University of Idaho

Courtesy of Polly Bemis Ranch

This summer, Idahoans celebrated the life of one of the state’s most famous Chinese-American citizens. Polly Bemis now has her own statue in Boise.

For those not familiar with her story, Bemis came to the U.S. in the early 1870s. It was a time when many Chinese men were coming to the States to find work, in the mines or wherever else they could.

Courtesy of University of Idaho

Anthropologists from the University of Idaho and 16 students yesterday wrapped up a two-week archaeological dig on the North Idaho College campus in Coeur d’Alene.

It was led by U of I Anthropology Professors Katrina Eichner and Mark Warner.

“It’s kind of looking to see if there is evidence of Fort Sherman that has been in the area, if there’s still existing evidence of Fort Sherman in the places we’re testing or if it’s been chewed up," Warner said.

Courtesy of University of Idaho

Russia’s recent hack of United States government agencies and private companies has brought the spotlight back to America’s cybersecurity vulnerabilities.

It also brought a spotlight to the reality that the U.S. doesn’t have nearly enough qualified people who work in the cybersecurity field.

The University of Idaho is working to fill the demand with a new bachelor’s degree program.

Doug Nadvornick/SPR


The grand experiment begins Monday for at least three Inland Northwest colleges and universities. Washington State, the University of Idaho and North Idaho College will begin their first academic year in the coronavirus age.

All of the institutions have plans on how to put in place various safety procedures, including distancing, temperature checks and mask requirements. And all plan a mix of online and in-class instruction.

Courtesy of Coeur d'Alene Tribe

This summer, a group of Coeur d’Alene tribal students is learning how to tell stories and make podcasts. The program they’re making tackles a pretty weighty subject. It’s about how hydroelectric dams, such as the Post Falls Dam, have affected the tribe’s way of life.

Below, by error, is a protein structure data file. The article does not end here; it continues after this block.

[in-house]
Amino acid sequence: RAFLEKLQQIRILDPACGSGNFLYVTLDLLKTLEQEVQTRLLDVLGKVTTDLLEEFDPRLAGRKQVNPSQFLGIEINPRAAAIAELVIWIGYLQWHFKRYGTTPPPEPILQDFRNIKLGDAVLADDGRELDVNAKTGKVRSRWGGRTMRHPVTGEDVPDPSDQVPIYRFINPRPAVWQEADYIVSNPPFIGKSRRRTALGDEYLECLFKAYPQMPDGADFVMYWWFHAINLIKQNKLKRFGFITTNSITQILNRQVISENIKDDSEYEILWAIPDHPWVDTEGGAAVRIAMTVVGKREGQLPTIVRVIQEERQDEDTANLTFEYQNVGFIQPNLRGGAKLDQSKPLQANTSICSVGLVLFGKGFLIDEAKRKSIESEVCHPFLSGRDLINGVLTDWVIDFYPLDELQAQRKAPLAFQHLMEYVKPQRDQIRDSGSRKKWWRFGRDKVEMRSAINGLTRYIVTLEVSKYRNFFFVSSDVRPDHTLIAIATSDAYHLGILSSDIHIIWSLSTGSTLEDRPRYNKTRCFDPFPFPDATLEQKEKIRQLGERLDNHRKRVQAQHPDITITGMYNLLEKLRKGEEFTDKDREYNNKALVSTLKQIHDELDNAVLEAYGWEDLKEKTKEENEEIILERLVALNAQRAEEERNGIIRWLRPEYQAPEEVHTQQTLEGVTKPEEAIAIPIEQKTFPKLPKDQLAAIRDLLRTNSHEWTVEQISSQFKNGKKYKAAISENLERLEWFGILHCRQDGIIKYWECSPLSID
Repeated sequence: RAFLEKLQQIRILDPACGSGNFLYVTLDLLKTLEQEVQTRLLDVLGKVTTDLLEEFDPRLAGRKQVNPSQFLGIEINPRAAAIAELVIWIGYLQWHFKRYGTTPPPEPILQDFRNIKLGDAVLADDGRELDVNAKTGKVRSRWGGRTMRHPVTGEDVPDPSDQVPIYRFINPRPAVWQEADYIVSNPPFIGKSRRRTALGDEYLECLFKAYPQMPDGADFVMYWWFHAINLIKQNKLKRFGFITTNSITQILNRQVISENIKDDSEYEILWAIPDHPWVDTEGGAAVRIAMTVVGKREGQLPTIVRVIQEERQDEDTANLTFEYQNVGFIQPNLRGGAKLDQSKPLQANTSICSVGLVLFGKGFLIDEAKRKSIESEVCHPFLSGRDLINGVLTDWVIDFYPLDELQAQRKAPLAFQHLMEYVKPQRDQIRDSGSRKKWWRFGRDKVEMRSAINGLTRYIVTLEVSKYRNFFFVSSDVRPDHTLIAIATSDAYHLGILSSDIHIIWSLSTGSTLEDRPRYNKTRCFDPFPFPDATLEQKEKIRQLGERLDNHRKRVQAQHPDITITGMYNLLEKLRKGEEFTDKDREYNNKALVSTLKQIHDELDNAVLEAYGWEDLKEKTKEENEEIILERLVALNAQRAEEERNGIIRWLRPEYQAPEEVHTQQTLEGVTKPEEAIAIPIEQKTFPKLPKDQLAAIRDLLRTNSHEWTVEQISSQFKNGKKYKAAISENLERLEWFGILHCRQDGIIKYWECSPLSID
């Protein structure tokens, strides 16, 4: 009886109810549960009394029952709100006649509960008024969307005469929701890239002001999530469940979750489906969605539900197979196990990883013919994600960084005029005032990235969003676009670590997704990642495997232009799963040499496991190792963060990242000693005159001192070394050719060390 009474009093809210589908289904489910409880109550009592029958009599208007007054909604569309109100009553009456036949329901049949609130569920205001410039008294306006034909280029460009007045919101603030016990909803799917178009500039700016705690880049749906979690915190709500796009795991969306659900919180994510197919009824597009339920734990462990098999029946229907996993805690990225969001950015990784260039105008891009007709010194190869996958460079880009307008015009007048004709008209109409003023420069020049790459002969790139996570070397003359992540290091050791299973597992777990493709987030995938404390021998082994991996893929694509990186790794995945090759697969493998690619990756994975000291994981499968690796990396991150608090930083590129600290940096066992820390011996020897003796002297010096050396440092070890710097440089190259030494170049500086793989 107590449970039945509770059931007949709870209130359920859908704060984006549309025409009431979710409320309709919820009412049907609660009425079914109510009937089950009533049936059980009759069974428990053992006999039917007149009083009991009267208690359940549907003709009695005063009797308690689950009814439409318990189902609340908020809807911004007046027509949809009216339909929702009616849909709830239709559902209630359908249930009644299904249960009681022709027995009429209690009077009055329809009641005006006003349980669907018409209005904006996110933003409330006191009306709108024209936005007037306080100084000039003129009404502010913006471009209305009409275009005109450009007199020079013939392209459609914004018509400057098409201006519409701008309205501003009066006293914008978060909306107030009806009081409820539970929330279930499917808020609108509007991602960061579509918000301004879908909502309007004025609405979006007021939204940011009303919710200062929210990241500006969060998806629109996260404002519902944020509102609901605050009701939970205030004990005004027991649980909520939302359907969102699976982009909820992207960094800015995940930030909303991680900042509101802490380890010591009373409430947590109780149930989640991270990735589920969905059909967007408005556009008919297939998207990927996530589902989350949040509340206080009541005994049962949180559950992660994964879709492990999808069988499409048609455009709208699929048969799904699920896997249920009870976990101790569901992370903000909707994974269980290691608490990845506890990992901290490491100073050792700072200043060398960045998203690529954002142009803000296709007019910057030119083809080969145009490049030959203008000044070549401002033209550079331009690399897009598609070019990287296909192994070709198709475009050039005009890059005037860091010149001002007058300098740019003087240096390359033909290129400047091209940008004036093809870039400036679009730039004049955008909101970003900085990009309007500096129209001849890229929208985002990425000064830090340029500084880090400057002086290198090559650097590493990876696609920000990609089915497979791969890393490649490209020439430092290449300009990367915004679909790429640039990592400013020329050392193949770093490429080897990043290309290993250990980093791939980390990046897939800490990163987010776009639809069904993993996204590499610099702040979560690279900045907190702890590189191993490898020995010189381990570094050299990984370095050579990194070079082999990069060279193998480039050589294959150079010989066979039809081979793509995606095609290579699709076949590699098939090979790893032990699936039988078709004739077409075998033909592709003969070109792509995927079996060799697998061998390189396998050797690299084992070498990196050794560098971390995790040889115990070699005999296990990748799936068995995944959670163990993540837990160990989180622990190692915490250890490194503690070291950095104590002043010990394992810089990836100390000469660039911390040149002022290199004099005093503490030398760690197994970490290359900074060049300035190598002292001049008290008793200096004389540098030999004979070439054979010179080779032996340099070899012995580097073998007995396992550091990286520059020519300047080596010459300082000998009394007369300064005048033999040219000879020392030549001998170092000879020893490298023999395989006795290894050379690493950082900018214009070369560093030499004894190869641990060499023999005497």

The tribe is working with the University of Idaho and the state University of New York at Buffalo to prepare young people to become tribal leaders.

Doug Nadvornick/Casimir Holeski

Today on the Inland Journal podcast, a word game. We’ll give you a few phrases and see if you can figure out what they have in common. For example, if I say red delicious, Honey Crisp, Granny Smith and Fuji, you’d probably gather that we’re talking about apples.

So let’s try another one. Nero, Duchess of Oldenburg, Cox’s Orange Pippin and Kingston Black. What do they have in common?

Today in the studio, Verne talked with Steve Gibbs, owner of The Art Spirit Gallery in Coeur d'Alene, as well as Charles Buck, Associate Vice President of the University of Idaho - Coeur d'Alene.  They discussed a new collaboration between the two entities to stabilize, grow, and enhance the gallery, embracing the for-profit gallery and adding an educational component.

This morning, Verne spoke with Leonard Garrison, Director of The Auditorium Chamber Music Series at The University of Idaho. Listen to the interview and selections from the performance here.

Sage Grouse Study 'Must Ring Alarm Bells'

Apr 27, 2015

A new study of disappearing sage grouse in Idaho, Oregon, Washington and other western states will likely escalate a long-running political fight over protection for the chicken-sized birds.